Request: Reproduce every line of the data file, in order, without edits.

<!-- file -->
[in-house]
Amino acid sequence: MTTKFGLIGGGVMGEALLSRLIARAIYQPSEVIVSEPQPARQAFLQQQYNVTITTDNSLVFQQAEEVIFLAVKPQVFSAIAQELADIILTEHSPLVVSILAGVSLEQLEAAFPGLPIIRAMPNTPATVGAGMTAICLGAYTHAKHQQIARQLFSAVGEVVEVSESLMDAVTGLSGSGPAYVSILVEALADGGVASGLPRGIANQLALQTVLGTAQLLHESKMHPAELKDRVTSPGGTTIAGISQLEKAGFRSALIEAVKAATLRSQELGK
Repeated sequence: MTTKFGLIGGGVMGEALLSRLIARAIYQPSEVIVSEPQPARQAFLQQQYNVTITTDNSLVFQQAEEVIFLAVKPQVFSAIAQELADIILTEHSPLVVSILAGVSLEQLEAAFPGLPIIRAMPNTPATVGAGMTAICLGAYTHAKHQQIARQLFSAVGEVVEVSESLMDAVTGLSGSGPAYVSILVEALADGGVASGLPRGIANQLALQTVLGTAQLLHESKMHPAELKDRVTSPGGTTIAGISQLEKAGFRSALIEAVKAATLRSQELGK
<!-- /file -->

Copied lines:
[in-house]
Amino acid sequence: MTTKFGLIGGGVMGEALLSRLIARAIYQPSEVIVSEPQPARQAFLQQQYNVTITTDNSLVFQQAEEVIFLAVKPQVFSAIAQELADIILTEHSPLVVSILAGVSLEQLEAAFPGLPIIRAMPNTPATVGAGMTAICLGAYTHAKHQQIARQLFSAVGEVVEVSESLMDAVTGLSGSGPAYVSILVEALADGGVASGLPRGIANQLALQTVLGTAQLLHESKMHPAELKDRVTSPGGTTIAGISQLEKAGFRSALIEAVKAATLRSQELGK
Repeated sequence: MTTKFGLIGGGVMGEALLSRLIARAIYQPSEVIVSEPQPARQAFLQQQYNVTITTDNSLVFQQAEEVIFLAVKPQVFSAIAQELADIILTEHSPLVVSILAGVSLEQLEAAFPGLPIIRAMPNTPATVGAGMTAICLGAYTHAKHQQIARQLFSAVGEVVEVSESLMDAVTGLSGSGPAYVSILVEALADGGVASGLPRGIANQLALQTVLGTAQLLHESKMHPAELKDRVTSPGGTTIAGISQLEKAGFRSALIEAVKAATLRSQELGK